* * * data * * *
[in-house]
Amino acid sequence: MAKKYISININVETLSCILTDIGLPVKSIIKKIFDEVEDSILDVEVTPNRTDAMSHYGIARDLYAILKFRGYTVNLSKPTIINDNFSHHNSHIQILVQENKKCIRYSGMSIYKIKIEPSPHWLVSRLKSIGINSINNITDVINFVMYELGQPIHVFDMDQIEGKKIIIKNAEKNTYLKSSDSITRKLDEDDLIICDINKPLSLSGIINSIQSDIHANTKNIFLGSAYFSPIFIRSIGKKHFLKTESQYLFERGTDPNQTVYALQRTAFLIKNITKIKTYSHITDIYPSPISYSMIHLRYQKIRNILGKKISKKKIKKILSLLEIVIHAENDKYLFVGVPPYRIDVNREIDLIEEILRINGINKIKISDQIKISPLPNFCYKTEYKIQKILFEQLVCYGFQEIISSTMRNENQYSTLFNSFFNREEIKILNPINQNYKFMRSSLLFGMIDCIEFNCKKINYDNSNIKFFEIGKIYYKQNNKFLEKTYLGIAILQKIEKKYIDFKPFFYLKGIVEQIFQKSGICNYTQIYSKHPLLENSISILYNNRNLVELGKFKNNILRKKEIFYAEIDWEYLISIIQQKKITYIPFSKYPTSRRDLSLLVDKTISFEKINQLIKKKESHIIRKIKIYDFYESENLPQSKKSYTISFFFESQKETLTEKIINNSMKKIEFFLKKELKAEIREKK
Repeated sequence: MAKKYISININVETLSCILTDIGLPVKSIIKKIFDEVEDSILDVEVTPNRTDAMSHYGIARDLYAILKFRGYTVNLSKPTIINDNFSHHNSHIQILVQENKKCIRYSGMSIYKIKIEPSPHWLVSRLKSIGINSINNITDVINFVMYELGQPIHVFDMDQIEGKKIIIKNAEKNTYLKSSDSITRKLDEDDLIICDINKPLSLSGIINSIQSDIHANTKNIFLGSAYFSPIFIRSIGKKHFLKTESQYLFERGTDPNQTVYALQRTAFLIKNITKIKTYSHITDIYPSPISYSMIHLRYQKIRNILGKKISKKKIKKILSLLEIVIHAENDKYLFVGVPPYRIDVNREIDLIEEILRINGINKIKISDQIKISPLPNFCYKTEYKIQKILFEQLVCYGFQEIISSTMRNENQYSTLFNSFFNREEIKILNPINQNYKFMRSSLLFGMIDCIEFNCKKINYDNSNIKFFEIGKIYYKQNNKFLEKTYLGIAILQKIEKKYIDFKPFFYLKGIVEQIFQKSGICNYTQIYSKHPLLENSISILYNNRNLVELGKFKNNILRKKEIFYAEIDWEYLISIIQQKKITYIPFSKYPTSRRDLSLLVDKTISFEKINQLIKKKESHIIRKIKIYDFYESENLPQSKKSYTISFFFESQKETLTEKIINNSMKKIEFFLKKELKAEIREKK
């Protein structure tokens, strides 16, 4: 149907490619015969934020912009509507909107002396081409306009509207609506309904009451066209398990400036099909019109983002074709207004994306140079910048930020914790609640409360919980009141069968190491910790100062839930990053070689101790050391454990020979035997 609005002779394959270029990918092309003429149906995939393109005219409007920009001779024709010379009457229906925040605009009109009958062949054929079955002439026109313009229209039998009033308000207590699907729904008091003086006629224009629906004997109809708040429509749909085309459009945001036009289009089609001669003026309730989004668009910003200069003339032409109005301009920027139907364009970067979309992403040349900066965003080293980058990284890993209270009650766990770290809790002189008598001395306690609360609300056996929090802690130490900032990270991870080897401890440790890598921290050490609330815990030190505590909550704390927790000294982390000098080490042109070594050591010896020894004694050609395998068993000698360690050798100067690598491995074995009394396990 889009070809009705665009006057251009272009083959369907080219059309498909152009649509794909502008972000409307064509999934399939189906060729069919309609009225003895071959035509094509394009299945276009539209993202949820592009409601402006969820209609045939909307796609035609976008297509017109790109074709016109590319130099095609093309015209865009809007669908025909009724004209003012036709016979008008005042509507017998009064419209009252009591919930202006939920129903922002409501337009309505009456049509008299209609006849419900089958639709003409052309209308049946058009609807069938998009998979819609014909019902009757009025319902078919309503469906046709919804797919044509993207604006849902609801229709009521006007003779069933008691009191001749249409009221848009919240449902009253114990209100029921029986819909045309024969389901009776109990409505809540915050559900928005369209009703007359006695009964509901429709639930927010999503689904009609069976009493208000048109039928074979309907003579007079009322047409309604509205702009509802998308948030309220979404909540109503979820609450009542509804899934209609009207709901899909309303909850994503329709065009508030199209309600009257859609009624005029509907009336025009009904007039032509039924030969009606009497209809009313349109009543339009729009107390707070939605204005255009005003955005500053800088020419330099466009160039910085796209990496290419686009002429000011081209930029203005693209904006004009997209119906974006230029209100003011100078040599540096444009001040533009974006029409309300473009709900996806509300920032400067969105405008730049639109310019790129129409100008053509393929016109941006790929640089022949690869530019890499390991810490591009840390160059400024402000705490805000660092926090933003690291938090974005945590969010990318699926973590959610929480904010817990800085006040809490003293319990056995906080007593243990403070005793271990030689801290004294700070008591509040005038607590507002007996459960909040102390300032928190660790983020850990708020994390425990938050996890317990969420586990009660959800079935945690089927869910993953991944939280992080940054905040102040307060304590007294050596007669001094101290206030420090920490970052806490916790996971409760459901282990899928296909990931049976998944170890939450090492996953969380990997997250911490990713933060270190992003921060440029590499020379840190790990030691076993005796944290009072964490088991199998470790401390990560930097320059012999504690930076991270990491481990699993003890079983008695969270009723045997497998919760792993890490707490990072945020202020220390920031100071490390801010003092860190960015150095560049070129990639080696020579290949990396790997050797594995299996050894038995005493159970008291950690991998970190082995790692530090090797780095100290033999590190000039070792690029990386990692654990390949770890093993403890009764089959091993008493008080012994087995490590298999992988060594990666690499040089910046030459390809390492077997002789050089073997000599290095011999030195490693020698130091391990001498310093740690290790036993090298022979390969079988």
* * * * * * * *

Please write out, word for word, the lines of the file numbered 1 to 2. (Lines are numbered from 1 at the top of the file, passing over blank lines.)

[in-house]
Amino acid sequence: MAKKYISININVETLSCILTDIGLPVKSIIKKIFDEVEDSILDVEVTPNRTDAMSHYGIARDLYAILKFRGYTVNLSKPTIINDNFSHHNSHIQILVQENKKCIRYSGMSIYKIKIEPSPHWLVSRLKSIGINSINNITDVINFVMYELGQPIHVFDMDQIEGKKIIIKNAEKNTYLKSSDSITRKLDEDDLIICDINKPLSLSGIINSIQSDIHANTKNIFLGSAYFSPIFIRSIGKKHFLKTESQYLFERGTDPNQTVYALQRTAFLIKNITKIKTYSHITDIYPSPISYSMIHLRYQKIRNILGKKISKKKIKKILSLLEIVIHAENDKYLFVGVPPYRIDVNREIDLIEEILRINGINKIKISDQIKISPLPNFCYKTEYKIQKILFEQLVCYGFQEIISSTMRNENQYSTLFNSFFNREEIKILNPINQNYKFMRSSLLFGMIDCIEFNCKKINYDNSNIKFFEIGKIYYKQNNKFLEKTYLGIAILQKIEKKYIDFKPFFYLKGIVEQIFQKSGICNYTQIYSKHPLLENSISILYNNRNLVELGKFKNNILRKKEIFYAEIDWEYLISIIQQKKITYIPFSKYPTSRRDLSLLVDKTISFEKINQLIKKKESHIIRKIKIYDFYESENLPQSKKSYTISFFFESQKETLTEKIINNSMKKIEFFLKKELKAEIREKK